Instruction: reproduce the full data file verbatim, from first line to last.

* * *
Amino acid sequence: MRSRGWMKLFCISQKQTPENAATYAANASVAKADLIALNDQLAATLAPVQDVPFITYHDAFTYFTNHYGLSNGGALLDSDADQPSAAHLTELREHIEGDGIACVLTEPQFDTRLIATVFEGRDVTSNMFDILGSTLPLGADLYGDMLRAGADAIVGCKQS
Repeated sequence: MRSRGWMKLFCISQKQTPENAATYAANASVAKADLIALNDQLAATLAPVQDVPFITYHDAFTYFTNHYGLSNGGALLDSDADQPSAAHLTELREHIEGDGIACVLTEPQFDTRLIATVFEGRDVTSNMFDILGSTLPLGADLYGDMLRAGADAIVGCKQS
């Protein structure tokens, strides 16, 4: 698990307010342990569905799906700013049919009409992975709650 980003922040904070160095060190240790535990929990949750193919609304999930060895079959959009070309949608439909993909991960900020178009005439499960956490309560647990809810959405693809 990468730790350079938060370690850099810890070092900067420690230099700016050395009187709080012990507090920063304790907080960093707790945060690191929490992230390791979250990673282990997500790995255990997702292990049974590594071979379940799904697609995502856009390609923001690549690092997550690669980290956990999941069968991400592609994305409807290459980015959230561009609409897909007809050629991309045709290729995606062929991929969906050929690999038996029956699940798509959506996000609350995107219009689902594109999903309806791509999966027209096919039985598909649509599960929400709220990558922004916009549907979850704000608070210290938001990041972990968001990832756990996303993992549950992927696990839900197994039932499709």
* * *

Amino acid sequence: MRSRGWMKLFCISQKQTPENAATYAANASVAKADLIALNDQLAATLAPVQDVPFITYHDAFTYFTNHYGLSNGGALLDSDADQPSAAHLTELREHIEGDGIACVLTEPQFDTRLIATVFEGRDVTSNMFDILGSTLPLGADLYGDMLRAGADAIVGCKQS
Repeated sequence: MRSRGWMKLFCISQKQTPENAATYAANASVAKADLIALNDQLAATLAPVQDVPFITYHDAFTYFTNHYGLSNGGALLDSDADQPSAAHLTELREHIEGDGIACVLTEPQFDTRLIATVFEGRDVTSNMFDILGSTLPLGADLYGDMLRAGADAIVGCKQS
């Protein structure tokens, strides 16, 4: 698990307010342990569905799906700013049919009409992975709650 980003922040904070160095060190240790535990929990949750193919609304999930060895079959959009070309949608439909993909991960900020178009005439499960956490309560647990809810959405693809 990468730790350079938060370690850099810890070092900067420690230099700016050395009187709080012990507090920063304790907080960093707790945060690191929490992230390791979250990673282990997500790995255990997702292990049974590594071979379940799904697609995502856009390609923001690549690092997550690669980290956990999941069968991400592609994305409807290459980015959230561009609409897909007809050629991309045709290729995606062929991929969906050929690999038996029956699940798509959506996000609350995107219009689902594109999903309806791509999966027209096919039985598909649509599960929400709220990558922004916009549907979850704000608070210290938001990041972990968001990832756990996303993992549950992927696990839900197994039932499709």